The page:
Popcorn Talk Network University, the online broadcast network that features movie discussion, news, interviews and commentary proudly presents “On The Fly Filmmaking (OTFF). Marielou Mandl interviews filmmakers and artists, from different facets of the industry, and discuss their involvements with production. Here you will learn free tips and tricks of filmmaking that they do not teach you in film school, and then you too can produce a movie!
Host & Producer Marielou Mandl (@MarielouMandl) interviews “A Quiet Place,” Sound Editors, Ethan Van der Ryn & Erik Aadahl, and Brandon Jones!
ABOUT ETHAN & ERIK:
Oscar winning supervising sound editors of the film, which has received a 98% fresh score on Rotten Tomatoes, Ethan Van der Ryn and Erik Aadahl, who are also the founders of E² Sound. E Squared is the sonic storyteller behind some of Hollywood’s most successful films and franchises including Godzilla, Argo, Transformers, and Kung Fu Panda.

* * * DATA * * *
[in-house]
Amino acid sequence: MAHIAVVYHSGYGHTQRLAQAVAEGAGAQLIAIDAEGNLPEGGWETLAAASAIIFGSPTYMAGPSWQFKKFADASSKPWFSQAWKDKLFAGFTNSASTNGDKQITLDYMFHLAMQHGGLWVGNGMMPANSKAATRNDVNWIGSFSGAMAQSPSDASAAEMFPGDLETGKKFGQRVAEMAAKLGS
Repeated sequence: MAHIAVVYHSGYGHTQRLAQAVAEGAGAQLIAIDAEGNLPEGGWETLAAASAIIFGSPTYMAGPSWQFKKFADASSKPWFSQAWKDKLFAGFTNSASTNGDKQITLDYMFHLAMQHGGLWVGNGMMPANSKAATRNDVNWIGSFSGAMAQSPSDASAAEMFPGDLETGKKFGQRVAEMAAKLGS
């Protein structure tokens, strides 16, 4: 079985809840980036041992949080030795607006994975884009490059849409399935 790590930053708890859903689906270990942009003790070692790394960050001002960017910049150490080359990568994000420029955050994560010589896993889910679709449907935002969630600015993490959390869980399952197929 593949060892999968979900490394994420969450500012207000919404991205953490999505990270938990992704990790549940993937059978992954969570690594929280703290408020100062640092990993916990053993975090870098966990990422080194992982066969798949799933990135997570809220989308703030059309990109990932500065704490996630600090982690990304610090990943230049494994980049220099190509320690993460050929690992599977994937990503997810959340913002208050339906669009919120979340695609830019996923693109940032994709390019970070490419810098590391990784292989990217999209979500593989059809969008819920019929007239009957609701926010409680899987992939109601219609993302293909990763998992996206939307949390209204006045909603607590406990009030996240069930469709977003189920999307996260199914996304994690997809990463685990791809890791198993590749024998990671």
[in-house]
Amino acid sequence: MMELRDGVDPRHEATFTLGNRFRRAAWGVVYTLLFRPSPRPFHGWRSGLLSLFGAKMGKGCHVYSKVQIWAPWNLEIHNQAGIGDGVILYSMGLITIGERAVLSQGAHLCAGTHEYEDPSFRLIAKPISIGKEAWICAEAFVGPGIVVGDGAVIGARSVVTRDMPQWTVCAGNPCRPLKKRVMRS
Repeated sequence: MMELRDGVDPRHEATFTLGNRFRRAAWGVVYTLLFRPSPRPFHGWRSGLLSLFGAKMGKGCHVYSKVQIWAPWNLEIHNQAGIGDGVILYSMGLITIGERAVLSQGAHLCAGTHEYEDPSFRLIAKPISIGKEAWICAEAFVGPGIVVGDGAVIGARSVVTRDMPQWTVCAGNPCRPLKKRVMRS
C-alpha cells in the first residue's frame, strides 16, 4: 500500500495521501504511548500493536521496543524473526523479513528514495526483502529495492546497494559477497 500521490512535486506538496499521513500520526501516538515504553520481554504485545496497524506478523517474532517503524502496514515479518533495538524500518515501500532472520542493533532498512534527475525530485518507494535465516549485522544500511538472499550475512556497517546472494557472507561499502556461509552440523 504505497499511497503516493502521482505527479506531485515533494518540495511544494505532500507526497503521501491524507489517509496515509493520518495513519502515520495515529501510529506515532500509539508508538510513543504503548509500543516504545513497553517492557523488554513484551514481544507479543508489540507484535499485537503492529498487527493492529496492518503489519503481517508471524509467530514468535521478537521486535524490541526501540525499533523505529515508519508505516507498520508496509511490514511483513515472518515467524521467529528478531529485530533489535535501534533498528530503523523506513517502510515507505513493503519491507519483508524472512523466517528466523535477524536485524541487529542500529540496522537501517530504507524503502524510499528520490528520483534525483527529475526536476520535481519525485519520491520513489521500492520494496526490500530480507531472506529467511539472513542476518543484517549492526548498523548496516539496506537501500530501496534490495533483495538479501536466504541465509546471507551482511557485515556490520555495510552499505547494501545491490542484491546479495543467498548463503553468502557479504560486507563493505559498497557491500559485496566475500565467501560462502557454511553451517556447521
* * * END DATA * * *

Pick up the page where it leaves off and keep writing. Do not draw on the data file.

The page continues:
Ethan Van der Ryn is a sound editor. He won 2 Academy Awards for Best Sound Editing for The Lord of the Rings: The Two Towers and King Kong. He earned further Academy Awards nominations for Transformers, Transformers: Dark of the Moon and Argo.
ABOUT A QUIET PLACE:
If they hear you, they hunt you.
A Quiet Place is a 2018 American horror film directed by John Krasinski, who also stars alongside Emily Blunt, his real-life wife. The screenplay was written by Krasinski, Bryan Woods, and Scott Beck, based on a story by Woods and Beck. The plot follows a family who must live life in silence while hiding from creatures that hunt by sound.
Beck and Woods began working on the story in 2013, and Paramount Pictures bought their spec script in 2017. Krasinski then joined as director and wrote a new draft of the script. Principal photography took place later in the year in upstate New York.
A Quiet Place premiered at South by Southwest on March 9, 2018 and was released in the United States on April 6, 2018, by Paramount Pictures. It has grossed $71 million worldwide and received acclaim from critics, who called it a “smart, wickedly frightening good time”.